Supporter Spotlight: MaryBeth Blackburn (She/Her/Hers)

Supporter Spotlight is a feature where we shine a light on our members and donors to learn about their connections to the Frye and why they support the Museum.

From Left to Right: Mary Jane Knecht, Julia Blackburn, MaryBeth Blackburn
Left to Right: Mary Jane Knecht, Julia Blackburn, MaryBeth Blackburn


An ardent supporter and member of the Frye for over a decade, MaryBeth Blackburn’s story with the Frye began in 2010 when she and her sister Julia participated in the pilot program for here:now—an arts-engagement program for adults living with dementia and their care partners. “We loved being part of this process, experimenting with [different] formats as the program took shape,” she explains. “And we just kept coming back, expanding our visits to other Creative Aging programs: gallery tours, Meet Me at the Movies, and the Alzheimer’s Café.”

The Frye’s Creative Aging programs gave MaryBeth and Julia valued time together, which MaryBeth coined ‘Frye Time’. “All these programs gave us the gift of sisterhood. In ‘Frye Time,’ we were no longer care partners, but back to just being sisters, enjoying our time together,” she recalls. “The impact on Julia’s dementia and related vision problems was also direct: it loosened the reins, and allowed her to get lost, in a good way, in the present moment. Even the low vision issues were altered in the process of making art.”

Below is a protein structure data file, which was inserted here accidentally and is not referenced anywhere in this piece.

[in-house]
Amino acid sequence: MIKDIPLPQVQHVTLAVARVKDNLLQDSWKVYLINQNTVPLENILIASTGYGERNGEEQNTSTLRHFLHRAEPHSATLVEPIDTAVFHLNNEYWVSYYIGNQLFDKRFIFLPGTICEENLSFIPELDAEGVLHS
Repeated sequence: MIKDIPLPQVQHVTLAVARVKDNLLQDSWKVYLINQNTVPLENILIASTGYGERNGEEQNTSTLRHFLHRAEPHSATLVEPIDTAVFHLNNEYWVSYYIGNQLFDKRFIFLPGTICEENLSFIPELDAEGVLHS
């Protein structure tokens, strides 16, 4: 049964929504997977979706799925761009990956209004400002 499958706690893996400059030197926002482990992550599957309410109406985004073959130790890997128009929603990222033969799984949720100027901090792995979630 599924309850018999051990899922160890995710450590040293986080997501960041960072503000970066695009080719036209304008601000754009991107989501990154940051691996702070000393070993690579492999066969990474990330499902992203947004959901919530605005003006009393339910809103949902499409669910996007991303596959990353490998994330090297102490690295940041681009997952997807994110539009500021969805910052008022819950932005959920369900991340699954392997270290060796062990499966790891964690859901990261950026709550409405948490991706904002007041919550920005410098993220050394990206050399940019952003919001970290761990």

Julia and Mary Beth Blackburn, here:now Pilot, 2010
Julia and MaryBeth Blackburn, here:now Pilot, 2010; Photo: Jill Hardy


When asked about her most memorable experiences at the Frye, MaryBeth says, “So many! Julia’s unique, low-vision interpretations of an art piece, and the joy of others tilting their heads, and then seeing it her way too. Laughing at Meet Me at the Movies. Sing-alongs at the Alzheimer’s Café. And who doesn’t get both an education and a kick out of Rebecca Albiani?”

MaryBeth sums up her feelings about the Frye, saying, “I consider the Frye to be the most forward-leaning cultural institution in Seattle. They both honor and challenge their core collection, while bringing in the best of the new. And for the dementia community, we are absolutely blessed that the Frye stepped in so early in the new dementia movement to establish Creative Aging programs. I’m proud and pleased with the Frye’s support and partnership with The Memory Hub. A great new resource for Seattle’s dementia community. Kudos all the way around.”

For MaryBeth, being a member is a way to give back and ensure that programs that have enriched her own life continue to be accessible for others now and in the future: “Being a member means all this can be paid forward to the next generation.”